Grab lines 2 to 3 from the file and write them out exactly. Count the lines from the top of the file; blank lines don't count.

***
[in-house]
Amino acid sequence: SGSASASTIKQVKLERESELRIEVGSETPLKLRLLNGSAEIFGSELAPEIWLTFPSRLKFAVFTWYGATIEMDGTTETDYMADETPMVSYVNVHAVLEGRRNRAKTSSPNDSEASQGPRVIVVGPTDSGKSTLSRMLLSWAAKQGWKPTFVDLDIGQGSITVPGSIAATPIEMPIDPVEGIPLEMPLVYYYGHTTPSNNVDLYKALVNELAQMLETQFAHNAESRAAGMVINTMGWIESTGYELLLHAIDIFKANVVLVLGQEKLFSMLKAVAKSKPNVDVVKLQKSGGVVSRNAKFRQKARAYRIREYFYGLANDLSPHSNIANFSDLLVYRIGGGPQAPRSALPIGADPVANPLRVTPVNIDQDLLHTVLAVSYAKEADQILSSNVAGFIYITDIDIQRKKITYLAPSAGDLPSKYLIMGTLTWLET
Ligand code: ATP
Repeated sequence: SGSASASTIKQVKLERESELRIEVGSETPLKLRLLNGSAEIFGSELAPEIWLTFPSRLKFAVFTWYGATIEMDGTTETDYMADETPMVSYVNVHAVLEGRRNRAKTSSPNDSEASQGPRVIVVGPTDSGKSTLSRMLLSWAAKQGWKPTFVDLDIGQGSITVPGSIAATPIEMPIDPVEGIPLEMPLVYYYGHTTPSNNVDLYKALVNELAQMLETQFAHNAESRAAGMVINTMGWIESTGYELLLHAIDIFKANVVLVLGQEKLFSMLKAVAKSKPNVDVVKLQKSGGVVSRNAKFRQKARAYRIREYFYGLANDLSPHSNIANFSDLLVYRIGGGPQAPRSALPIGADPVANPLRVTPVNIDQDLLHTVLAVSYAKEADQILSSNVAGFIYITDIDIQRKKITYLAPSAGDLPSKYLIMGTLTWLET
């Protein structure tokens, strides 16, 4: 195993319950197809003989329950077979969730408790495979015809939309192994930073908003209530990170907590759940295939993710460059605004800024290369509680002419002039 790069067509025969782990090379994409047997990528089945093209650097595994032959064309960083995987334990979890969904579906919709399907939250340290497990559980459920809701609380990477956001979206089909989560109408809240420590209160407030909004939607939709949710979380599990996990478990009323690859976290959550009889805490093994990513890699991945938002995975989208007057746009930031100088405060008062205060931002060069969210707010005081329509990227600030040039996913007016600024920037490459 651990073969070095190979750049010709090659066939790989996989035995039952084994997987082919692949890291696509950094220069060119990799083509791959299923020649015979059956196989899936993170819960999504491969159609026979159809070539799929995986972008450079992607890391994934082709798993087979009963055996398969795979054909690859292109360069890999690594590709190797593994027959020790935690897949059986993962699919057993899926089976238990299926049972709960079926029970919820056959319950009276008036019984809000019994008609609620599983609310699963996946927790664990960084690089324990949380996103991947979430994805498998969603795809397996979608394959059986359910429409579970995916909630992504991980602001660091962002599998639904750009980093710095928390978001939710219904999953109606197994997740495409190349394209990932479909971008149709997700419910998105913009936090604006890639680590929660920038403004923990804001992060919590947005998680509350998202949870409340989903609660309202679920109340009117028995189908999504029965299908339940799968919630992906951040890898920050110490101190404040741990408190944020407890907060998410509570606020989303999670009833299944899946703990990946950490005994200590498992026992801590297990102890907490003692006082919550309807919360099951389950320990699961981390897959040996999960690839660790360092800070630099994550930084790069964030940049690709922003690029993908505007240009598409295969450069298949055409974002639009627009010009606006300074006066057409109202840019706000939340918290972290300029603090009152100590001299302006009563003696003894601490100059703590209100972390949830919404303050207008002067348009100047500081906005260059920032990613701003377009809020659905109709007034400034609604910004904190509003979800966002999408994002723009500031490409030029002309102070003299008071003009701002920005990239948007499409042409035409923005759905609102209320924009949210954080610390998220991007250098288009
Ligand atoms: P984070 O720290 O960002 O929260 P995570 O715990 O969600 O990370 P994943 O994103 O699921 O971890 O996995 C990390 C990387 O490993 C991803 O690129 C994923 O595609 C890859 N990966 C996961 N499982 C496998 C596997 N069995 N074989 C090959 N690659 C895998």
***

Amino acid sequence: SGSASASTIKQVKLERESELRIEVGSETPLKLRLLNGSAEIFGSELAPEIWLTFPSRLKFAVFTWYGATIEMDGTTETDYMADETPMVSYVNVHAVLEGRRNRAKTSSPNDSEASQGPRVIVVGPTDSGKSTLSRMLLSWAAKQGWKPTFVDLDIGQGSITVPGSIAATPIEMPIDPVEGIPLEMPLVYYYGHTTPSNNVDLYKALVNELAQMLETQFAHNAESRAAGMVINTMGWIESTGYELLLHAIDIFKANVVLVLGQEKLFSMLKAVAKSKPNVDVVKLQKSGGVVSRNAKFRQKARAYRIREYFYGLANDLSPHSNIANFSDLLVYRIGGGPQAPRSALPIGADPVANPLRVTPVNIDQDLLHTVLAVSYAKEADQILSSNVAGFIYITDIDIQRKKITYLAPSAGDLPSKYLIMGTLTWLET
Ligand code: ATP